Daily Archives: May 17, 2007

Those China Pirates …

Ashton Udall has a good discussion on why the Chinese are likely to copy your products and steal your Intellectual Property over on the Product Global blog (which was inspired by a posting on the DesignSojourn blog). The great thing about the post is he breaks it down into two major themes, each of which boil down to the same basic theme: culture, which I have partially discussed in my Is Low Cost Country Sourcing to China really Innovative, my Can China Be Innovative, and my Supply Chain Top Three posts. For those of you considering a new sourcing venture to China, I would highly recommend you check the post out.

Global Trade Management 2007

Aberdeen recently released a research brief on Global Trade Management in 2007 Benchmarking Trade Compliance, Global Supply Chain Visibility and Risk Management Practices in advance of their forthcoming study on Global Trade Management (with a scheduled release date of May 31) that highlighted this years focus in Global Trade Management (GTM): improving agility, trade compliance, and risk management.

This brief highlighted the alarming statistic that 90% of participants in the 2006 Global Supply Chain Benchmark study reported that their global supply chain technology was inadequate to provide the corporate finance organization with the timely information it required for budget and cash flow management. Thus, the importance of Supply Chain Finance (SCF), as highlighted in yesterday’s post should not be overlooked.

The brief outlines their Best-In-Class PACE (Pressures, Actions, Capabilities, and Enablers) hypothesis which they outlined as follows:

Pressures Actions Capabilities Enablers
  • Lack of critical supply chain process visibility
  • Move to a paperless GTM process
  • Implement new processes that enhance agility
  • A centralized global supply chain management organization
  • A cross-functional purchasing, supply chain, and finance team to oversee GTM strategies
  • Online visibility into international order and supplier event status
  • Online visibility into in-transit shipment status
  • Supply Chain Visibility Platform
  • Import Compliance Automation Platform
  • Export Compliance Automation Platform
  • Preferential Trade Agreement Automation
  • Risk Management Tools

Not a bad start, but I would hypothesize the following:

Pressures Actions Capabilities Enablers
  • Lack of critical supply chain process visibility
  • Lack of insight into supply chain risks
  • move to a paperless GTM process
  • implement new processes that enhance agility
  • implement end-to-end e-Sourcing, e-Procurement, & e-Logistics Management systems to simplify and enable the GTM process, including relevant SCF solutions
  • Center-led supply chain organization
  • Cross-fucntional purchasing, logistics, finance, and engineering team to oversee GTM strategies
  • Online visibility into international order & supplier event status (including in-transit shipment status)
  • Online visibility into status of 3PL carriers and international ports (of entry)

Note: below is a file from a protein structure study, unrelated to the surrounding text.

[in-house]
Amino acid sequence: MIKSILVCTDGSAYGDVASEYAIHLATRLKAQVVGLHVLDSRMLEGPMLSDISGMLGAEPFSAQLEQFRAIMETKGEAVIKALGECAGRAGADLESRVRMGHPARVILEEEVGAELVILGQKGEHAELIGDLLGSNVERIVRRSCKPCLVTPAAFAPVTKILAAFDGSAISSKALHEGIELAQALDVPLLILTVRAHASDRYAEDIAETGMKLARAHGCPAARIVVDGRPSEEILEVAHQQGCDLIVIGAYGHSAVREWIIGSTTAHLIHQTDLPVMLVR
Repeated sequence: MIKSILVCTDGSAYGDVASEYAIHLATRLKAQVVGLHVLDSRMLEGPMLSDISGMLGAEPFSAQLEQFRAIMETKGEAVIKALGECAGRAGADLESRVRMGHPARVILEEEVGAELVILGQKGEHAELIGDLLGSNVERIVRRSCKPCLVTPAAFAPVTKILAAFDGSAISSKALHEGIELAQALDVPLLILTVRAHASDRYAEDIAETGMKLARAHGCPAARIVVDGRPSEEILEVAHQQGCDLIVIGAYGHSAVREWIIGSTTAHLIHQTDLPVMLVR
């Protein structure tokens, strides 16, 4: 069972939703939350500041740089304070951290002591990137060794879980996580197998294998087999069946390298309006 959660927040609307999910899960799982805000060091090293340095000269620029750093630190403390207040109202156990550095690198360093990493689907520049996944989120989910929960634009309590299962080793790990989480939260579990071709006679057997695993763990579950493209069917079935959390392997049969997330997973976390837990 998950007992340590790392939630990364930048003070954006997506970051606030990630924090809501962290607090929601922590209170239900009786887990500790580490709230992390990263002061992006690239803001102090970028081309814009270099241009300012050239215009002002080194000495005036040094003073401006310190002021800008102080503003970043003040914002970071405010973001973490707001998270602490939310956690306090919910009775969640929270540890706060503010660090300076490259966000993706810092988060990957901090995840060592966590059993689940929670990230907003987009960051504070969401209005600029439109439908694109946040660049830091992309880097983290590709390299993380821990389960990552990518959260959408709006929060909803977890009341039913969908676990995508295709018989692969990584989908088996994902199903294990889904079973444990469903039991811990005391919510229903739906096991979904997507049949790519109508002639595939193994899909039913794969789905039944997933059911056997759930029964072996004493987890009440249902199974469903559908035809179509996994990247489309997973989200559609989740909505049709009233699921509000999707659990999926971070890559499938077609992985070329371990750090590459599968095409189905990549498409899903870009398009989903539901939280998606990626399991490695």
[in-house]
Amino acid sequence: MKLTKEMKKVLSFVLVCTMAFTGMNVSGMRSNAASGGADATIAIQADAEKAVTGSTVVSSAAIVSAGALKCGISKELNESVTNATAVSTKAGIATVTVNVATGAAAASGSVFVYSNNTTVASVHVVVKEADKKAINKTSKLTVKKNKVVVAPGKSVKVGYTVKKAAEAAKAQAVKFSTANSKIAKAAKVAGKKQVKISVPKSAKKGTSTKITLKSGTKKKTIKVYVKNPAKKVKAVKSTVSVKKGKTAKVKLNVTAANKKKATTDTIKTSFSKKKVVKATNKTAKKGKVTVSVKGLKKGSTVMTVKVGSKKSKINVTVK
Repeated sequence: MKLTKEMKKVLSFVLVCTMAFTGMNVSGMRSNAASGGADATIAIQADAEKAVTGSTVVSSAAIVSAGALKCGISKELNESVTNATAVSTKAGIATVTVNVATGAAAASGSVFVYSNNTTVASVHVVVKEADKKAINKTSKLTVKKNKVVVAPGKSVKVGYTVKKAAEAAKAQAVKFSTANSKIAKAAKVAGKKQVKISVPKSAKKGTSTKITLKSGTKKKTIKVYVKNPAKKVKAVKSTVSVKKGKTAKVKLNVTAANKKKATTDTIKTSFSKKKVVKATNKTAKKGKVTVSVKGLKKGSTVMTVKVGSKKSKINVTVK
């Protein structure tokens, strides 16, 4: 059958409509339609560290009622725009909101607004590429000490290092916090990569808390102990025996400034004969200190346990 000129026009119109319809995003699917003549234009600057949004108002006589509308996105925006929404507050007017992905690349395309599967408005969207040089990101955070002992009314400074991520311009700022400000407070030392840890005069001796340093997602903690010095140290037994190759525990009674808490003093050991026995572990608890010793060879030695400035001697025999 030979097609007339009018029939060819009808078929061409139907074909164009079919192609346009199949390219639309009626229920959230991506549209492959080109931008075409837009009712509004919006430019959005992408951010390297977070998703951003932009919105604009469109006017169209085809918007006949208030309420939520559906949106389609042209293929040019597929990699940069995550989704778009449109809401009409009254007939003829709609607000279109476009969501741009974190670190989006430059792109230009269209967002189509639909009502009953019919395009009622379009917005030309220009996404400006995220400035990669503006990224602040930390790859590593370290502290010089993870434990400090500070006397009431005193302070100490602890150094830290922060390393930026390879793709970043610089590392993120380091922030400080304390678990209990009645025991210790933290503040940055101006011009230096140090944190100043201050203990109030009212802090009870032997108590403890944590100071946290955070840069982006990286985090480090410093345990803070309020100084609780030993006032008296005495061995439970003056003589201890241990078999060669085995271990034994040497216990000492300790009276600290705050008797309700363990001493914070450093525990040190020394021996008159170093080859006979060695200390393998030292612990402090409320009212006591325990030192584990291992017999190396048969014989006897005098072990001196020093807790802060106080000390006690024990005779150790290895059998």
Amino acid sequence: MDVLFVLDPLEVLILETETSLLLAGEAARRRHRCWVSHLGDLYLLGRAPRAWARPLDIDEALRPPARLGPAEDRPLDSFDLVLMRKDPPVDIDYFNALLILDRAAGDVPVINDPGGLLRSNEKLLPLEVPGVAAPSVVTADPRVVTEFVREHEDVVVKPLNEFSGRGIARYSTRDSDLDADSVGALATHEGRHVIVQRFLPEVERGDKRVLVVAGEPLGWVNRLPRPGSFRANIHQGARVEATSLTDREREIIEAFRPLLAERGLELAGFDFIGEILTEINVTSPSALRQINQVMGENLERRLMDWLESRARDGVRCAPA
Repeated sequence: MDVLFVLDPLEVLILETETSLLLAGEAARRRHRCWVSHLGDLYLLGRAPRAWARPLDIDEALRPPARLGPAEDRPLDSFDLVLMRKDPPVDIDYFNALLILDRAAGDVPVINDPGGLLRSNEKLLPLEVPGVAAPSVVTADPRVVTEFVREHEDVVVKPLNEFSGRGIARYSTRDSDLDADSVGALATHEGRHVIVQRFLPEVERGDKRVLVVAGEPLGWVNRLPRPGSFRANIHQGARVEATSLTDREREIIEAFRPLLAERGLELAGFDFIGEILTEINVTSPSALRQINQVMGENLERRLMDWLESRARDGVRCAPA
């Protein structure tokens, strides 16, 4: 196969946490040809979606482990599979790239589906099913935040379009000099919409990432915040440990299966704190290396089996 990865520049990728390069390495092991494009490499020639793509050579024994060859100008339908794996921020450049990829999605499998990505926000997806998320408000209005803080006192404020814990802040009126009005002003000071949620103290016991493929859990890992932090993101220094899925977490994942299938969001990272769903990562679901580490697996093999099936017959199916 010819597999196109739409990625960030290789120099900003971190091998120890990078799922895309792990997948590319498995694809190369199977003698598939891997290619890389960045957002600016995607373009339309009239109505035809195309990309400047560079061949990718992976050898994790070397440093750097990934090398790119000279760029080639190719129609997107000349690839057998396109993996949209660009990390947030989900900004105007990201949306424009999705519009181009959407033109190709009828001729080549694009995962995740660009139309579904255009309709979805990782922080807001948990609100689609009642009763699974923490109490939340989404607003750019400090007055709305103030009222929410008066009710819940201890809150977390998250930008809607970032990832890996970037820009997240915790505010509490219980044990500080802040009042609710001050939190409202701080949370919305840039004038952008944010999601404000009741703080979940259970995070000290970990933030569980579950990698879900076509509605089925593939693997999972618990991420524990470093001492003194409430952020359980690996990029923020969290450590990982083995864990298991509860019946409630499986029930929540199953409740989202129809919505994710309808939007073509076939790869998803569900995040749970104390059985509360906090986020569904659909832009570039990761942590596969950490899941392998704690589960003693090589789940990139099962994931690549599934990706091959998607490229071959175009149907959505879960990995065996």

• Online visibility into risk mitigation efforts
  • Online visibility into alternate supplier status
  • Supply Chain Visibility Platform
  • Import & Export Compliance Automation Platform
  • Non-Preferential & Preferential Trade Agreement Automation
  • Risk Management Tools
  • Enhanced Spend Analysis Tools

My rationale for this is the following:

Pressures Actions Capabilities Enablers
Process visibility is good, as this allows you to improve your processes, but if you overlook key risks, your supply chain could still be brought to a grinding halt no matter how efficient your processes are A good GTM process is enabled by the proper SCM systems, and these will need to adequately cover e-Sourcing, e-Procurement, and e-Logistics, as well as the appropriate areas of Supply Chain Finance and International Trade Management if an organization is to achieve efficient, paperless processes Center-Led is better than centralization. As indicated in my weekend series over on eSourcing Forum last summer (Part I, Part II, and Part III) and in the Center Led Wiki, not everything is appropriate to centralized sourcing or management. A Center-Led organization allows you to centralize where it makes sense, and decentralize where it does not.

Don’t overlook engineering when evaluating key suppliers and supply risks – they will often know more from a product standpoint than the rest of the organization combined!

It’s important to not only track the status of the carriers you’re using, but the inbound ports (of entry) you’ll be using as well. For example, if you are shipping ocean freight and the planned port of entry is expected to be hit by a hurricane, you need to be able to re-route the shipment. Also, if you have a choice between ports, sometimes its best to use the port with the fastest turn-around time if the items are perishable or the valuation is dependent on how fast you get the product to market.

Don’t overlook spend analysis – it lets you know who you are spending with, how much, and when. This will help you identify key suppliers, carriers, ports, etc. that need to be addressed in your global trade and risk management plans.